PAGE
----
Seoul Korea Association of Foreign Languages Education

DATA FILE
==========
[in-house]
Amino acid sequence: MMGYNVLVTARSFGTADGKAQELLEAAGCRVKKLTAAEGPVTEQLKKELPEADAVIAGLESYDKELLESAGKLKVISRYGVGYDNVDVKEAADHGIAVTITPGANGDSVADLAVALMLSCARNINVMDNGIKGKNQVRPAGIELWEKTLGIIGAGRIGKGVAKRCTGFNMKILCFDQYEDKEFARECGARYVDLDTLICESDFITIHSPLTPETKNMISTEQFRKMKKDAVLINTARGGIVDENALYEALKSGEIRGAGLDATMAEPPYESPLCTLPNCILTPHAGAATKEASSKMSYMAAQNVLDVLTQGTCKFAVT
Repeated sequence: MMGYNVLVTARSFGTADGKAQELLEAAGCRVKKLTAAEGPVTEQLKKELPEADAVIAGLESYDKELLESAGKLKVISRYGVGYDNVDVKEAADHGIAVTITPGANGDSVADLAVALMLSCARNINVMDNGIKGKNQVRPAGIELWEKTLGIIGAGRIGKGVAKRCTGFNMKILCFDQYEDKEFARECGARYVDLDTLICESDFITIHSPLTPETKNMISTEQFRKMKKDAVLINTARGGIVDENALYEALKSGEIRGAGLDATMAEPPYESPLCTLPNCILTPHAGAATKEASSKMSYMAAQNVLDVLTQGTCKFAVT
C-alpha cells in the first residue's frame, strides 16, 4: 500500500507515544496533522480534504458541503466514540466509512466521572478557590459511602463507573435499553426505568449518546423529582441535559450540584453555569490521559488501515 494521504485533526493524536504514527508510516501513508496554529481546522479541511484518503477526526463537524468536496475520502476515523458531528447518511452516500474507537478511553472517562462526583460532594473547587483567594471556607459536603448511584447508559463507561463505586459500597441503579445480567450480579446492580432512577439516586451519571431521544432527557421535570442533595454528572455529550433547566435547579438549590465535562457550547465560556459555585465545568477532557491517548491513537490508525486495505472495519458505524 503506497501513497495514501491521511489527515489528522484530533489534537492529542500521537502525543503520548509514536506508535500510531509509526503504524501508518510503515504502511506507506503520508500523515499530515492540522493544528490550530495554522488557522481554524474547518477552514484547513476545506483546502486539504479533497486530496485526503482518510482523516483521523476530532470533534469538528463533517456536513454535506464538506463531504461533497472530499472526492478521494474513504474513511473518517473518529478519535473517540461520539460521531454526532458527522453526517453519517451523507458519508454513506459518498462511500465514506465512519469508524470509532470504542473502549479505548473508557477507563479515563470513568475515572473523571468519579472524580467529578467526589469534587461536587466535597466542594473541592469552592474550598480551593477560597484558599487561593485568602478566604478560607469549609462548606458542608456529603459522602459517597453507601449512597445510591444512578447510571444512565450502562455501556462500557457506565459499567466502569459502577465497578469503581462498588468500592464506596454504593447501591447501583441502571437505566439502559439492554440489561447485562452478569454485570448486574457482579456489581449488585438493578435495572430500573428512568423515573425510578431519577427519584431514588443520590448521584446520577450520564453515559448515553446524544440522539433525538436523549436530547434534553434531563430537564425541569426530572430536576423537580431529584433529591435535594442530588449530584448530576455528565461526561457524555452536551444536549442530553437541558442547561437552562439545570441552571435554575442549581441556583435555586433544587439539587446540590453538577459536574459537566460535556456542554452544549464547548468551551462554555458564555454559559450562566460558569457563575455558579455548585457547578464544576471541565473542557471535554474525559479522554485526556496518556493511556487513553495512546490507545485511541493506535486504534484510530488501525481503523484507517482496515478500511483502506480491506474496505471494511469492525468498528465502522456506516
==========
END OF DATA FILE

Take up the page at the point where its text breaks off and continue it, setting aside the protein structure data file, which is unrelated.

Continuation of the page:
With the advent of technology, telecollaborative projects have emerged that enable learners to interact with native speakers of the target language, helping them to improve both language proficiency and intercultural communicative competence (ICC). One long-lasting project is Cultura, which has been successful because of its pedagogical qualities, such as a task-based approach and collaborative learning (Furstenberg & Levet, 2014). In this study, a Cultura-inspired project was designed to foster interaction between students of Korean as a foreign language (KFL) residing in Australia and students of English as a foreign language (EFL) residing in Korea. ‘Facebook’ was used for asynchronous communication, and ‘Kakao Talk’ and ‘Facebook’ messenger were used for synchronous online chat. In order to suggest a model for designing and practicing future intercultural projects, this study focused on demonstrating the procedures for each task and examining evidence of ICC in the students’ interactions, as represented in speech acts. This study also investigated the students’ experience of the project, using surveys and interviews. The findings suggest that the students showed limited knowledge of their target culture in a word-association task on Facebook, but that their online interactions provided evidence of ICC, for example curiosity, and reflection on their own culture. Most of the students enjoyed the project, especially the online chat. However, the participants mentioned issues, such as the limited number of online interactions and lack of in-class discussions. For future practice, the use of various modes of communication and the desirability of balancing proficiency levels in the target language are discussed.